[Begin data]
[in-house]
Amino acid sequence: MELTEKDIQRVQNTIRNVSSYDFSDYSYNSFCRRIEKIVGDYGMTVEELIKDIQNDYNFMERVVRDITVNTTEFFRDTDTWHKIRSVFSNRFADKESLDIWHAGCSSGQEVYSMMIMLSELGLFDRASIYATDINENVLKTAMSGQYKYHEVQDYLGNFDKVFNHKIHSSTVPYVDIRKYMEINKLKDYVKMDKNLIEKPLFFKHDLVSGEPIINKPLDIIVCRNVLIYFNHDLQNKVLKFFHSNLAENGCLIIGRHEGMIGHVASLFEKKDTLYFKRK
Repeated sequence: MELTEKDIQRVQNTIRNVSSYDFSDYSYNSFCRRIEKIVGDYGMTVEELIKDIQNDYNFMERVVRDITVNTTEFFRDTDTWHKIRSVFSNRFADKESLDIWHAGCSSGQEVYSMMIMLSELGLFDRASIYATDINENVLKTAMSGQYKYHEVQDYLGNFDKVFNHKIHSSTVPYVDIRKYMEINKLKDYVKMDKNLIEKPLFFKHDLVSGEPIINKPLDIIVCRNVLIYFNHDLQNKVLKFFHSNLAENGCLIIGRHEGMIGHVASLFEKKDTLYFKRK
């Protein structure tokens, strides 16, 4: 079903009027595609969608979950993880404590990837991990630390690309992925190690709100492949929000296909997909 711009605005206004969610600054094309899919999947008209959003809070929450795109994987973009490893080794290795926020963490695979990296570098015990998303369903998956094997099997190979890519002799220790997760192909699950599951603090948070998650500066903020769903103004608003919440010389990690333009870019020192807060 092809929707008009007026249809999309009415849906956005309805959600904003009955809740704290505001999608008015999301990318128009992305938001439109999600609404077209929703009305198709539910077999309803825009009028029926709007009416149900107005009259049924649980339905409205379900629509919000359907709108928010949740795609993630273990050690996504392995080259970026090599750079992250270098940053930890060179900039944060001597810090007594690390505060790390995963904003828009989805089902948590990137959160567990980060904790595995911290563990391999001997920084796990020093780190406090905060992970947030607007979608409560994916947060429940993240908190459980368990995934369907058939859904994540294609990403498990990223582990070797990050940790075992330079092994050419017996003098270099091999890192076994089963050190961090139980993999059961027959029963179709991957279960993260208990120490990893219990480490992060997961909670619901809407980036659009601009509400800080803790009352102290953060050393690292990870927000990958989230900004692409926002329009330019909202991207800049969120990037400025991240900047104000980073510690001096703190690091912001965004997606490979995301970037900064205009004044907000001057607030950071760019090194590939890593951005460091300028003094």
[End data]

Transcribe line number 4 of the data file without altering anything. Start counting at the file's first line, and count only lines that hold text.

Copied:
């Protein structure tokens, strides 16, 4: 079903009027595609969608979950993880404590990837991990630390690309992925190690709100492949929000296909997909 711009605005206004969610600054094309899919999947008209959003809070929450795109994987973009490893080794290795926020963490695979990296570098015990998303369903998956094997099997190979890519002799220790997760192909699950599951603090948070998650500066903020769903103004608003919440010389990690333009870019020192807060 092809929707008009007026249809999309009415849906956005309805959600904003009955809740704290505001999608008015999301990318128009992305938001439109999600609404077209929703009305198709539910077999309803825009009028029926709007009416149900107005009259049924649980339905409205379900629509919000359907709108928010949740795609993630273990050690996504392995080259970026090599750079992250270098940053930890060179900039944060001597810090007594690390505060790390995963904003828009989805089902948590990137959160567990980060904790595995911290563990391999001997920084796990020093780190406090905060992970947030607007979608409560994916947060429940993240908190459980368990995934369907058939859904994540294609990403498990990223582990070797990050940790075992330079092994050419017996003098270099091999890192076994089963050190961090139980993999059961027959029963179709991957279960993260208990120490990893219990480490992060997961909670619901809407980036659009601009509400800080803790009352102290953060050393690292990870927000990958989230900004692409926002329009330019909202991207800049969120990037400025991240900047104000980073510690001096703190690091912001965004997606490979995301970037900064205009004044907000001057607030950071760019090194590939890593951005460091300028003094």